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Al Shabaab rebels attack presidential offices during celebrations to mark 1 year in office.
Somalia defines the term failed state. This GlobalPost series includes accounts of being on guard duty with African Union peacekeepers, an investigation into the Al Shabaab rebels, a look at Somalia's revered poetry and an analysis of when Somalia will improve.
MOGADISHU, Somalia — Somalia President Sheikh Sharif Sheikh Ahmed planned festive celebrations to mark his first year in office and progress made toward establishing peace and stability in the war-racked country.
But Al Shabaab — the Islamic rebels allied with Al Qaeda — had other ideas.
Mogadishu was hit by the worst fighting in months on Jan. 29 as the insurgents marked the anniversary of the Somali president’s first year in power with a series of violent attacks that elicited an equally deadly response.
Al Shabaab, the Islamic extremists allied with Al Qaeda, attacked government positions protected by African Union peacekeepers (AMISOM) in a concerted salvo against a weak and largely ineffectual administration.
Somalia has been without a functioning government since 1991 when the last one, a military dictatorship, collapsed after a three-year civil war. Since then the country has been without a functioning government. Mogadishu was where the infamous Black Hawk Down incident occurred in 1993, in which 18 U.S. soldiers died. In recent years Somalia's lawless state has allowed piracy to flourish along the Indian Ocean coast. Somali pirates have hijacked scores of ships for millions of dollars in ransom.
Early last year a new United Nations-backed government was sworn in and with it came hopes that Somalia may take a few faltering steps toward peace. Instead a fresh insurgency began in May and the government has been under siege ever since.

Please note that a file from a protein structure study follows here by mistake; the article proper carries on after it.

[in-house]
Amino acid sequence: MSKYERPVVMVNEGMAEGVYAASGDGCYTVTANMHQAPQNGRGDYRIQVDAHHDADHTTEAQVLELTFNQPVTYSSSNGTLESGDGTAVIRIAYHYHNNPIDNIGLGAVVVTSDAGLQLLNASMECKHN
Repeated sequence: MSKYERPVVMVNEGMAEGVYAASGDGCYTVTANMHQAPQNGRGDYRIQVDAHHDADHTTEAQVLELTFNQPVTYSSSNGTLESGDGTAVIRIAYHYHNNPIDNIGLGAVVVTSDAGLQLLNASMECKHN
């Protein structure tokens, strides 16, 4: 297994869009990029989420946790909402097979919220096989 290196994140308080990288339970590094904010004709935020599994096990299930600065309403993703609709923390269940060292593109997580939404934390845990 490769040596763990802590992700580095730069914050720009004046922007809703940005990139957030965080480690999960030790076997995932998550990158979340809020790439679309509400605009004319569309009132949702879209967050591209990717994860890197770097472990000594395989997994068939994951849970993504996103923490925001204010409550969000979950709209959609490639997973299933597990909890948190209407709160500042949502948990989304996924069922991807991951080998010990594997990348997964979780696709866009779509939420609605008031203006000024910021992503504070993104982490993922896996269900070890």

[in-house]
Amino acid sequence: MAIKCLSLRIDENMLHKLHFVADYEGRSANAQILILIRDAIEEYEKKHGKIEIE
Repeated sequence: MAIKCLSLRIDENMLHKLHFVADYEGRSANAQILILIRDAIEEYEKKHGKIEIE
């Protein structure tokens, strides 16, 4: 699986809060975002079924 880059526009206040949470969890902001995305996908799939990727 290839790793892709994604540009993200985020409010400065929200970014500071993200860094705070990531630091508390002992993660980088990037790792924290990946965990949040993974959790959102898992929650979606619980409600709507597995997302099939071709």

From 2 a.m. onward the regular thump of mortars and bursts of machine gun fire shattered the night. Later came the ear-rending bangs of tank fire as African Union peacekeepers pushed back Al Shabaab fighters who were attacking government positions and peacekeeping detachments across the city.
There was a lull in the gunfire and shelling mid-morning when GlobalPost crossed town to watch President Sheikh Sharif Ahmed’s anniversary celebrations at Villa Somalia, his fortified presidential palace on a hilltop overlooking Mogadishu.
The program was to include choirs, poetry, comic theater and speeches. Ahmed, 43, sat in a huge leather and lacquered wood armchair flanked by his prime minister and the speaker of Parliament.
The whitewashed walls of the hall were hung with handmade banners congratulating the president on his first 12 months in office. A crowd of hundreds of dignitaries, government officials and well-wishers were seated on plastic chairs facing the wooden stage.
These sorts of ceremonies are a rarity in Mogadishu, a city that has been destroyed by rounds of civil war that have lasted more than 20 years, so this was supposed to be a moment of celebration and a declaration of the government’s intent to return the city to normality.